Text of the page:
Kevyn Orr. Mr. Orr, whose cross examination was interrupted for three hours for Gov. Snyder’s appearance, said he was “shocked” at the state of the city’s finances and services when he took over as emergency manager: “I knew things were bad, but it was somewhat shocking just how dire it was.” He described a city so destitute that payroll checks were bouncing, and frightened children armed themselves with rocks and sticks to fight off assaults on their way to school. He said some of Detroit’s electric grids could not be fixed because conditions were too dangerous for repair crews. If Detroit is denied Chapter 9 relief, he warned, the city will return to a 10-year trend of racking up $100 million annual deficits and resident flight. Mr. Orr noted that a number of lawsuits were filed in the weeks before the city filed for bankruptcy on July 18, saying that the litigation made it clear that city creditors were not willing to make compromises on reducing Detroit’s debt: “Given the amount of litigation, it was clear to me there was going to be no other way to pursue a comprehensive and orderly restructuring of the city’s problems in an expeditious way.” He testified that Detroit’s financial status was “shocking” when he first took office, saying that no knowledgeable person had ever disputed his claim that the city is insolvent. At the end of his testimony, Mr. Orr offered a blunt opinion of what would happen to Detroit if Judge Rhodes rejected the city’s Chapter 9 filing. “To put this city back to the status quo is clearly unacceptable,” he said. “If we do not go through Chapter 9, this city will continue to fail.”



The trial is expected to last several more days, with union leaders likely to testify that they had little opportunity to negotiate with Mr. Orr before the bankruptcy filing. Judge Rhodes has set aside additional days in early November if needed.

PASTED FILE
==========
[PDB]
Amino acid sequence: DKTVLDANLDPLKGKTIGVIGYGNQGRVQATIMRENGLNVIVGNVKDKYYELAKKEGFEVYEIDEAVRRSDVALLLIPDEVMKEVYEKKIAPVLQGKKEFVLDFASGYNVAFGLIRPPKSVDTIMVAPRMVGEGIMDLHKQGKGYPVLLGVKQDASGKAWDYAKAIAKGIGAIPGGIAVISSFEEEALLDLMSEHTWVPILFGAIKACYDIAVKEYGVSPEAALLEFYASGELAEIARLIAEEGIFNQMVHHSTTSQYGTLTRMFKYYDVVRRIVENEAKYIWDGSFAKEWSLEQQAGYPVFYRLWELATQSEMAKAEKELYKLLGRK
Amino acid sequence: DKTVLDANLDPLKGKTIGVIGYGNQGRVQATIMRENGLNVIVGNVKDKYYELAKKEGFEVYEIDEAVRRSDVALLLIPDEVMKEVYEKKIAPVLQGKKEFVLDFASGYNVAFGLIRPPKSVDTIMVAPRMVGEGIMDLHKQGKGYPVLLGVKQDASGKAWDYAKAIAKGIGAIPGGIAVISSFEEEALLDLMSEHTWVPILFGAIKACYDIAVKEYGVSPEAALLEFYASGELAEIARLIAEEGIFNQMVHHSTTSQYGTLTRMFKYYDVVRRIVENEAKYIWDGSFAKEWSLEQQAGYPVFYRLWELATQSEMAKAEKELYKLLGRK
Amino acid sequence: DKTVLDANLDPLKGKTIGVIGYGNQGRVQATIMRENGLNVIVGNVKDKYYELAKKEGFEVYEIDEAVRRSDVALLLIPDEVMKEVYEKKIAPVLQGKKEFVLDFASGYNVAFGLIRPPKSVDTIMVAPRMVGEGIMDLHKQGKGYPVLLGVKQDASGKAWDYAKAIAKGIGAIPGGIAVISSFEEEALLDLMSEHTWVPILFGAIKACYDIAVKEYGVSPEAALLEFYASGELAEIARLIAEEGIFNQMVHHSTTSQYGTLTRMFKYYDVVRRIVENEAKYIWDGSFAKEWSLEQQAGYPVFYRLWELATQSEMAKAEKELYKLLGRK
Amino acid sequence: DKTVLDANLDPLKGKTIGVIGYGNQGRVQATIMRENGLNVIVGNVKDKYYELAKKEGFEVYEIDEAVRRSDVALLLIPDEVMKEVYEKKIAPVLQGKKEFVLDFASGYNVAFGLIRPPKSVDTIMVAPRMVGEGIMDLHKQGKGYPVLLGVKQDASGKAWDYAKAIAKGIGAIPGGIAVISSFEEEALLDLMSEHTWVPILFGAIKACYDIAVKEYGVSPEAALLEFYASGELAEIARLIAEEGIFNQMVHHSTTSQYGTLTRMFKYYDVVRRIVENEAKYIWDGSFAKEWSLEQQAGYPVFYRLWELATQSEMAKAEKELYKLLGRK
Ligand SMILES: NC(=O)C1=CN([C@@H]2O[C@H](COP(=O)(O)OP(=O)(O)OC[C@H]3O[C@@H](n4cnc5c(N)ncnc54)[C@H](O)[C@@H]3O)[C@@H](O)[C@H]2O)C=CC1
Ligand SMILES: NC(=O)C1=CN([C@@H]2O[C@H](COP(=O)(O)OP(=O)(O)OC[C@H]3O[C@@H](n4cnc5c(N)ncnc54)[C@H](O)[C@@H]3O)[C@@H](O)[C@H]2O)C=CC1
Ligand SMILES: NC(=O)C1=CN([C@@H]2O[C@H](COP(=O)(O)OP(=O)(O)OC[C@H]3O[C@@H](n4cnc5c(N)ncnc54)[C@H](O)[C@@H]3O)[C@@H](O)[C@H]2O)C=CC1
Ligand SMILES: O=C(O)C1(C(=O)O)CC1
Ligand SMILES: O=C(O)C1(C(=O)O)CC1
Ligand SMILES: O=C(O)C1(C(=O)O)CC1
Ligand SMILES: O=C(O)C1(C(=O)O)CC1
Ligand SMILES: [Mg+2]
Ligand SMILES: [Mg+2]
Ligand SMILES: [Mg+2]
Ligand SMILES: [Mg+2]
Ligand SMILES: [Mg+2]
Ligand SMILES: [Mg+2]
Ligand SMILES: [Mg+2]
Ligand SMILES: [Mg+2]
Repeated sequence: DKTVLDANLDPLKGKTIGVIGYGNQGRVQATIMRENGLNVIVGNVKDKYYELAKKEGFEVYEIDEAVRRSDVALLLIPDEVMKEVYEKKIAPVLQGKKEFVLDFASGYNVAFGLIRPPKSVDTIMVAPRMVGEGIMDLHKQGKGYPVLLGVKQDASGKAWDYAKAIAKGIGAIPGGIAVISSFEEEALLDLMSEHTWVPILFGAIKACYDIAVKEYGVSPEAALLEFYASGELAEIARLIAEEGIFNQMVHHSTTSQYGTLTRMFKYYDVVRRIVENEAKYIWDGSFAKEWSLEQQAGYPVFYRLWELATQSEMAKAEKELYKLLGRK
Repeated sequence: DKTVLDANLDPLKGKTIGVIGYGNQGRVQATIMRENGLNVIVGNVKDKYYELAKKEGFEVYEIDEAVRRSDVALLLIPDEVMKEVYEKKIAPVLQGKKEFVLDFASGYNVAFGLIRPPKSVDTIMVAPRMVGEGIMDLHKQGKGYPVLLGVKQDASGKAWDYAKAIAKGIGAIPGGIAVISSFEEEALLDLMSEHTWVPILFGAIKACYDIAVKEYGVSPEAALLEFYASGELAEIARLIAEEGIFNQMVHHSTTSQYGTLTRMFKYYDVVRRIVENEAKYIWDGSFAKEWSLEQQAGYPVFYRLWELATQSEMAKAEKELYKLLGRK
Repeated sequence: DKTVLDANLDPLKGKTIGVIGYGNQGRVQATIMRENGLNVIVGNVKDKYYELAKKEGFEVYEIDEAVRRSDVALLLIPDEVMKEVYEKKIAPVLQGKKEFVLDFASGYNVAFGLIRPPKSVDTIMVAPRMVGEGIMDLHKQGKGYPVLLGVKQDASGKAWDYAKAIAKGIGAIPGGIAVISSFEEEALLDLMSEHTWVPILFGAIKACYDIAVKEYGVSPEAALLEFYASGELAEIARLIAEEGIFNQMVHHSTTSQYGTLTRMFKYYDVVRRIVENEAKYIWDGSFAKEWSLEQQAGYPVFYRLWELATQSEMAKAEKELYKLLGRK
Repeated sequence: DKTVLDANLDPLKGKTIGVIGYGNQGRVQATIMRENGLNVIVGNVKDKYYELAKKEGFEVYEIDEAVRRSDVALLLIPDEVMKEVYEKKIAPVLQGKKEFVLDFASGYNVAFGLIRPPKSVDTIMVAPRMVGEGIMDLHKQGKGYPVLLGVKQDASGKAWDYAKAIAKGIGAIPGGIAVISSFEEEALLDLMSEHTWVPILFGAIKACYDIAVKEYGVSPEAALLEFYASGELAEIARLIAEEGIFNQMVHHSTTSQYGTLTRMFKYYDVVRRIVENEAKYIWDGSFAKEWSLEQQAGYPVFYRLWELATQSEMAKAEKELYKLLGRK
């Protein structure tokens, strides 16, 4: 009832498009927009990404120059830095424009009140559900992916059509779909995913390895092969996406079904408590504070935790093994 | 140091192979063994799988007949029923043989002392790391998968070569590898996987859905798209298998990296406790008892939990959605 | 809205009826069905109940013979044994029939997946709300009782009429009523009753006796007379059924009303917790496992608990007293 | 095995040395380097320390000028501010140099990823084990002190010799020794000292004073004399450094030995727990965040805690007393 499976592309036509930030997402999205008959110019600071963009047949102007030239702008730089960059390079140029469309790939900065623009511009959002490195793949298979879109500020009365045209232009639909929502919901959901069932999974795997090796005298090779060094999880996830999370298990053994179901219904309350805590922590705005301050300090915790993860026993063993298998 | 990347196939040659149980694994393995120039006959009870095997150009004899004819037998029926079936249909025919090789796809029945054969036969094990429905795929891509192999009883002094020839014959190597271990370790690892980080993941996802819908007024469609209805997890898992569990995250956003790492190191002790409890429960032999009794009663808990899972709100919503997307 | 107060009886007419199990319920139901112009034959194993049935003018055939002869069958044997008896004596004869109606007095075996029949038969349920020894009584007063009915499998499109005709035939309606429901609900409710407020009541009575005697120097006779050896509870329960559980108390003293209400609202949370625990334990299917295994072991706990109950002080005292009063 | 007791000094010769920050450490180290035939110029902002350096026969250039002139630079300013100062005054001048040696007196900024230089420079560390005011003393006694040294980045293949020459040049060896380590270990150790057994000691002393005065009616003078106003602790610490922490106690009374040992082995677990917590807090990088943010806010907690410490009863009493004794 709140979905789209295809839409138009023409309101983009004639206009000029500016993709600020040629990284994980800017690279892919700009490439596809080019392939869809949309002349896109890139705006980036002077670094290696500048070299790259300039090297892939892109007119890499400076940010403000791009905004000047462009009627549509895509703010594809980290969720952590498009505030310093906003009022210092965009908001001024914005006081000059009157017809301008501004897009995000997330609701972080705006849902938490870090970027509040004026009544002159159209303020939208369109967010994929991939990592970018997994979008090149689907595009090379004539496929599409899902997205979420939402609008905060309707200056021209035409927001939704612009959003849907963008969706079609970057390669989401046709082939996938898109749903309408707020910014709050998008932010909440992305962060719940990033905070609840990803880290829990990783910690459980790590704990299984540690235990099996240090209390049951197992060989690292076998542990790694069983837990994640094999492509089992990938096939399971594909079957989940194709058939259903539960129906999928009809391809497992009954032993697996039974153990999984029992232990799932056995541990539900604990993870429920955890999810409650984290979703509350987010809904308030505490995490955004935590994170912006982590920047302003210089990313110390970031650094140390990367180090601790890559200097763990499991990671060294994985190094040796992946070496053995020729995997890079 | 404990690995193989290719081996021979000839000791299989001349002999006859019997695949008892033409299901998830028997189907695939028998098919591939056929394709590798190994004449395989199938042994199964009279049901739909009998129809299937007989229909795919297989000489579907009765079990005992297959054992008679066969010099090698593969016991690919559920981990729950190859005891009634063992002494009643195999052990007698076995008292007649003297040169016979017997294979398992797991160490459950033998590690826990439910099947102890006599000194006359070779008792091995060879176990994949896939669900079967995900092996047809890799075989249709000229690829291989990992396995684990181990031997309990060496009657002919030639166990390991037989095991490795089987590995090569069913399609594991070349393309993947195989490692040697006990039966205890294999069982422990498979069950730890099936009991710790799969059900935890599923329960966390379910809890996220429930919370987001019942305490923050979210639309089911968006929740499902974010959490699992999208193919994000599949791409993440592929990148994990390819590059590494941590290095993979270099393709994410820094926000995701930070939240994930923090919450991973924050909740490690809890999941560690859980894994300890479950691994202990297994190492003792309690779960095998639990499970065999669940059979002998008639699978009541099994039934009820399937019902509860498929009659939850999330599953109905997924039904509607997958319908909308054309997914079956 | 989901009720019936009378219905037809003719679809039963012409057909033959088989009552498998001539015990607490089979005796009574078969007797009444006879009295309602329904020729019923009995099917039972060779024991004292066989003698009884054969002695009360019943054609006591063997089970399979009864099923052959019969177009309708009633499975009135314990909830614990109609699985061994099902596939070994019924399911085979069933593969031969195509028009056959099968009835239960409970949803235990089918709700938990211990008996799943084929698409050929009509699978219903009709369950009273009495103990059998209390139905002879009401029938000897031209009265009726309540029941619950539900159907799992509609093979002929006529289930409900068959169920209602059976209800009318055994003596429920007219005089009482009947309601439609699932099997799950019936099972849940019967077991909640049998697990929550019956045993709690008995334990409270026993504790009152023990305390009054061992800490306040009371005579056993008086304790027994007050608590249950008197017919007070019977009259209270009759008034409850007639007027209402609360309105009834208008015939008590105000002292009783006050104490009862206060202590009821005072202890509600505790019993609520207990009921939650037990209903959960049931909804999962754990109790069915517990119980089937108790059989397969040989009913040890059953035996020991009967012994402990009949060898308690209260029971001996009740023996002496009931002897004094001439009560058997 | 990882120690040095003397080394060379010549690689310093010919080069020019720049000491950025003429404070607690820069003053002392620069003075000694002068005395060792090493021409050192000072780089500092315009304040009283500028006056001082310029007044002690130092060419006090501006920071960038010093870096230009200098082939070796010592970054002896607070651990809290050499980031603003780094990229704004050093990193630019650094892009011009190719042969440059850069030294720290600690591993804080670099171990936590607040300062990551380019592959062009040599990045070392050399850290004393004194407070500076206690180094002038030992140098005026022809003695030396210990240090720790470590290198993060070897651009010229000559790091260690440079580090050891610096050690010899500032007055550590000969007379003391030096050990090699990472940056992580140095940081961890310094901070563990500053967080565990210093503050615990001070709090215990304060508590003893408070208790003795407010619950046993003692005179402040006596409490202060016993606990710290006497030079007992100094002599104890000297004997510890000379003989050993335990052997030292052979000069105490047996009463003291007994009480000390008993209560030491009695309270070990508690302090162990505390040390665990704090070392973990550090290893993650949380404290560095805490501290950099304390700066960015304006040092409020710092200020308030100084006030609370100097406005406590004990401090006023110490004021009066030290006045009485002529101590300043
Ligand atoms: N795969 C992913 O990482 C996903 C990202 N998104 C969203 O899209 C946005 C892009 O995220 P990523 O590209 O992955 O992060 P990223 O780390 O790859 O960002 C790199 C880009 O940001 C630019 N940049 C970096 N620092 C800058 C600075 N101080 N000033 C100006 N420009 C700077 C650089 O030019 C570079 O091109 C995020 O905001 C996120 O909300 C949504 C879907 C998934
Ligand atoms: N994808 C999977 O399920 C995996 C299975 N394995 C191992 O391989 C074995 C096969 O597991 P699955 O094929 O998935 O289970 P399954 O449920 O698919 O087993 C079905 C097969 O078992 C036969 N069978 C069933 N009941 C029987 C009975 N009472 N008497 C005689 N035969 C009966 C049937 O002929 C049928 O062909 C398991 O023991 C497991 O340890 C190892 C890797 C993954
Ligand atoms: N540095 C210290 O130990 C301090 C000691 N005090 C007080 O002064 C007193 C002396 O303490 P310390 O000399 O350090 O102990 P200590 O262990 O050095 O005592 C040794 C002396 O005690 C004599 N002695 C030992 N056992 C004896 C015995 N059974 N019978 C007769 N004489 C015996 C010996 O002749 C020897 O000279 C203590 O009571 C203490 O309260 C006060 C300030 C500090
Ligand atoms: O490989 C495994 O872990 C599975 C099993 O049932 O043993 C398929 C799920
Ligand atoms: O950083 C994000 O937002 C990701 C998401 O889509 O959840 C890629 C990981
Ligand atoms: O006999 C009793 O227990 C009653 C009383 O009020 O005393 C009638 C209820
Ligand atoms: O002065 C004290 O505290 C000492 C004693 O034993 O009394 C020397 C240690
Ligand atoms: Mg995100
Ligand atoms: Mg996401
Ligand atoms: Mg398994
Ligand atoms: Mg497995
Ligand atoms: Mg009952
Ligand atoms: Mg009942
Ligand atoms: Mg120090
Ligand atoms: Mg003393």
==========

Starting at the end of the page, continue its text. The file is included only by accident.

Jiggering with the Recovery Plan. Commissioners David Carrington and Jimmie Stephens of Jefferson County Friday completed meetings in New York City with creditors in an effort to fine tune the county’s exit from chapter 9 municipal bankruptcy, seeking new concessions from creditors, and warning that additional negotiations will be necessary with major creditors of the county’s debt-laden sewer system. The Commissioners had set a deadline of close of business yesterday for the County’s sewer creditors to accept a modified plan of adjustment with $350 million in concessions or risk additional months, if not years, dealing with the county in bankruptcy. However, no response has been received from the creditors, including JP Morgan Chase & Co., the hedge funds, the bond insurers and smaller banks. Jefferson County leaders have stated they cannot ask the bankruptcy court to confirm the county’s current plan without the additional concessions. If creditors agree to the concessions, the County Commission will likely schedule a meeting no later than this week to pull notices sent last week announcing plans to terminate the plan support agreements by Nov. 4—with concessions by the creditors making such notices void; a confirmation hearing in bankruptcy court is scheduled for Nov. 12th, and Jefferson County leaders have said they plan to exit bankruptcy by end of the year. However, the non-response means the county’s options are unclear, albeit they have said they are willing to withdraw the bankruptcy exit plan and begin the process again―an action that could cost millions of dollars on both sides—and those are just the legal fees. It’s also unclear what creditors will do. Some believe the county has not done enough to fill the hole and even say Jefferson has added to the spread by asking for an engineering report that was not needed. The report recommended an extra $150 million to maintain the sewer system and that addition is one reason—plus higher interest rates which account for the other $200 million—the plan is no longer feasible, according to some. Nevertheless, Commission President Carrington seems quite resolute, making clear last week: “I want to note that some sewer creditors, in times past, have underestimated this commission’s resolve to act decisively…It would not be prudent for them to make that mistake again.”